Property and Debt Division in a Georgia Divorce
How property and debts are divided when you get divorced in Georgia
Georgia is a "equitable distribution" state. This means that all marital property acquired during the marriage should be divided equally. The "marital" property, consisting of any other property acquired by either spouse during the marriage, will be divided equally, unless the court finds that equal division would be unjust. Any property possessed by either spouse during the marriage is presumed to be marital property unless it can be shown that the property is actually separate property. A court can determine the rights of the spouses in any pension or retirement plan or their rights under any insurance policy.
Equitable distribution of marital property developed by case law arising from Stokes v. Stokes, 246 Ga. 765m 273 S.E.2d 169 (1981). A dual classification system was adopted, with separate property comprising property acquired before marriage, property acquired by gift, and property acquired by inheritance. The source of funds rule was adopted in Thomas v. Thomas, 259 Ga. 73, 377 S.E.2d 666 (1989).
How is property divided at divorce?
It is common for a divorcing couple to decide about dividing their property and debts themselves, rather than leave it to the judge. But if a couple cannot agree, they can submit their property dispute to the court, which will use state law to divide the property.
Division of property does not necessarily mean a physical division. Rather, the court awards each spouse a percentage of the total value of the property. (It is illegal for either spouse to hide assets in order to shield them from property division.) Each spouse gets items whose worth adds up to his or her percentage.
Courts divide property under one of two schemes: equitable distribution or community property.
- Equitable distribution. Assets and earnings accumulated during marriage are divided equitably (fairly). In practice, often two-thirds of the assets go to the higher wage earner and one-third to the other spouse. Equitable distribution principles are followed everywhere except the community property states listed just below.
- Community property. In Arizona, California, Idaho, Louisiana, Nevada, New Mexico, Texas, Washington and Wisconsin, all property of a married person is classified as either community property, owned equally by both spouses, or the separate property of one spouse. At divorce, community property is generally divided equally between the spouses, while each spouse keeps his or her separate property.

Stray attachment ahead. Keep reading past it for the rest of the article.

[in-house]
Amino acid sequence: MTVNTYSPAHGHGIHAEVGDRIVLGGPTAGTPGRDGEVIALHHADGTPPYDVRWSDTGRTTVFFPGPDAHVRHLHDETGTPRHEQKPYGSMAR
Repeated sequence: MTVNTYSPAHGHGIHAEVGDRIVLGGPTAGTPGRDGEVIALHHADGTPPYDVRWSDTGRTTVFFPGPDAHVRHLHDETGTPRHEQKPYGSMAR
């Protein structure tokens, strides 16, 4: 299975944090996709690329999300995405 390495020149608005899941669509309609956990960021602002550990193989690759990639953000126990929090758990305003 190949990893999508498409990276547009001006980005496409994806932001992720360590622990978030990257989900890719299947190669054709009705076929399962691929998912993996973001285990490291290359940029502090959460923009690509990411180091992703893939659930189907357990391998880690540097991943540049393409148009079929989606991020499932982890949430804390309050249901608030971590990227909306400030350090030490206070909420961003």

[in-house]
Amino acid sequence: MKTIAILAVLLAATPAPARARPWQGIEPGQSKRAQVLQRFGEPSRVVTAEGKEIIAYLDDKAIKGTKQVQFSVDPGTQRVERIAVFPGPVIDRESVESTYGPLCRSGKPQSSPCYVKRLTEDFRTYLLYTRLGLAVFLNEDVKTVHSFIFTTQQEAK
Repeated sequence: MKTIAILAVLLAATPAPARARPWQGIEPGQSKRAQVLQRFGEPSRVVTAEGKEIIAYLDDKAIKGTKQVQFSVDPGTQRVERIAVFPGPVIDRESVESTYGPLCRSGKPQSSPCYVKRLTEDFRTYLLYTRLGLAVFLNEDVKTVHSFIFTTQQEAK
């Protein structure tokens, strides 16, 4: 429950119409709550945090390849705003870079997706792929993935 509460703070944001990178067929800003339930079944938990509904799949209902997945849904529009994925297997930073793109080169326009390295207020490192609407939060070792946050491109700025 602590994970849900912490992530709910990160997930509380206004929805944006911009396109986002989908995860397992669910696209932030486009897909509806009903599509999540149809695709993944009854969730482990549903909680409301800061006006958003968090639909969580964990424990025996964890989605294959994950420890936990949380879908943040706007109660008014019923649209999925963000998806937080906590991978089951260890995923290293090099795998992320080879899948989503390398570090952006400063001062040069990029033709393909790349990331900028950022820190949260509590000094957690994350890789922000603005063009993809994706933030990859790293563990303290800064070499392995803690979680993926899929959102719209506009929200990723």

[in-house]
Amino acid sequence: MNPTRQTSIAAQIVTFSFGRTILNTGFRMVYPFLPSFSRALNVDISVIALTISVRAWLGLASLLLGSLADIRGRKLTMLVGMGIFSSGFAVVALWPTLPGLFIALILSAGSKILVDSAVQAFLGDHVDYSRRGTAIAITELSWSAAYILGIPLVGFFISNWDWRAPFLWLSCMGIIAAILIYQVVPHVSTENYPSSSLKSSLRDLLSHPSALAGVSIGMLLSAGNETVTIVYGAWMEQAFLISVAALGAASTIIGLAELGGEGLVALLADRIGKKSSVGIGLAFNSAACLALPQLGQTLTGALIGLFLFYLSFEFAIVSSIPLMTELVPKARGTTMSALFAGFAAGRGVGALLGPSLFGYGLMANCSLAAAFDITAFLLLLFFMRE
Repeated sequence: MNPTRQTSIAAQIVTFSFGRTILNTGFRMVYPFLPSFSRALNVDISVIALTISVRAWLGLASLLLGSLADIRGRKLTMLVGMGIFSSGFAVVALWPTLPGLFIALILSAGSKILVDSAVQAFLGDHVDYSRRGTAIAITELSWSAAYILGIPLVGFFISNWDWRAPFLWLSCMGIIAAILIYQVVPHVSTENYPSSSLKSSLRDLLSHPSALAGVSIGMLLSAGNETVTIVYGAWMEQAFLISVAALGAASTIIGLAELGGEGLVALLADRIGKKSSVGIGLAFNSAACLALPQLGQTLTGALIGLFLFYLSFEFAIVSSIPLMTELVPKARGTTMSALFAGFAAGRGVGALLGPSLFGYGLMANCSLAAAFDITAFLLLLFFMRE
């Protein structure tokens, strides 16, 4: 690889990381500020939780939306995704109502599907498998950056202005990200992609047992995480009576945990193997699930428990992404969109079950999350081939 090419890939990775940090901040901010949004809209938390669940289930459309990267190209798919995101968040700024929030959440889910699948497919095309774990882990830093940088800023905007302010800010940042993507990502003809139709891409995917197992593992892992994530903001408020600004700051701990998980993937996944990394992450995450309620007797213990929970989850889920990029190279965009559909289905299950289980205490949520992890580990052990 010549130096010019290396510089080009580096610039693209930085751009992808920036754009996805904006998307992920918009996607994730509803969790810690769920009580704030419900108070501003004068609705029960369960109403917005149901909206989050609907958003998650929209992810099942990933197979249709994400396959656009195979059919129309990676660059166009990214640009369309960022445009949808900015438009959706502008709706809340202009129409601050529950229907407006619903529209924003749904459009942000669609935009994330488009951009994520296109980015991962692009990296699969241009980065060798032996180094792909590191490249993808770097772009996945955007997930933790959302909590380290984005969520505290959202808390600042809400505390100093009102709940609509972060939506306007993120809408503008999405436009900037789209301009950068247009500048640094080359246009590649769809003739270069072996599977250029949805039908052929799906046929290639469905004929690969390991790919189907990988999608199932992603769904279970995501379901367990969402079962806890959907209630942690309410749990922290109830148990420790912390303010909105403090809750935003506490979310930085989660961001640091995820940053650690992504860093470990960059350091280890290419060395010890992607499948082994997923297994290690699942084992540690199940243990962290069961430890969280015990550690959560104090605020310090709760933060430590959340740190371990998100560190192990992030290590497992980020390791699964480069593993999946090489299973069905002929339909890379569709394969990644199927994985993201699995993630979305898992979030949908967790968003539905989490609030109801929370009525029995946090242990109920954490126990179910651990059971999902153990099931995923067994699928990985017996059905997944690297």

How do we distinguish between marital and non-non-marital property?
Very generally, here are the rules for determining what's Marital property and what isn't:
- Marital property includes all earnings during marriage and everything acquired with those earnings. All debts incurred during marriage, unless the creditor was specifically looking to the separate property of one spouse for payment, are marital property debts.
- Non-marital property of one spouse includes gifts and inheritances given just to that spouse, personal injury awards received by that spouse, and the proceeds of a pension that vested (that is, the pensioner became legally entitled to receive it) before marriage. Property purchased with the separate funds of a spouse remain that spouse's separate property. A business owned by one spouse before the marriage remains his or her separate property during the marriage, although a portion of it may be considered Marital property if the business increased in value during the marriage or both spouses worked at it.
- Property purchased with a combination of separate and marital funds is part marital and part non-marital property, so long as a spouse is able to show that some separate funds were used. Non-marital property mixed together with marital property generally becomes marital property.
Who gets to live in the house during the divorce?
If children are involved, the parent who spends the most time with the kids, or provides their primary care, usually remains in the marital home with them. If you don't have children and the house is the separate property of just one spouse, that spouse has the legal right to ask the other to leave.
If, however, you don't have children and you own the house together, this question gets tricky. Neither of you has a legal right to kick the other out. You can request that the other person leave, but he or she doesn't have to. If your spouse changes the locks, or somehow prevents you from entering the home, you can call the police. The police will probably direct your spouse to open the door. When you both own the home, the only time you can get your spouse to leave is if domestic violence has been committed and a judge grants a restraining order.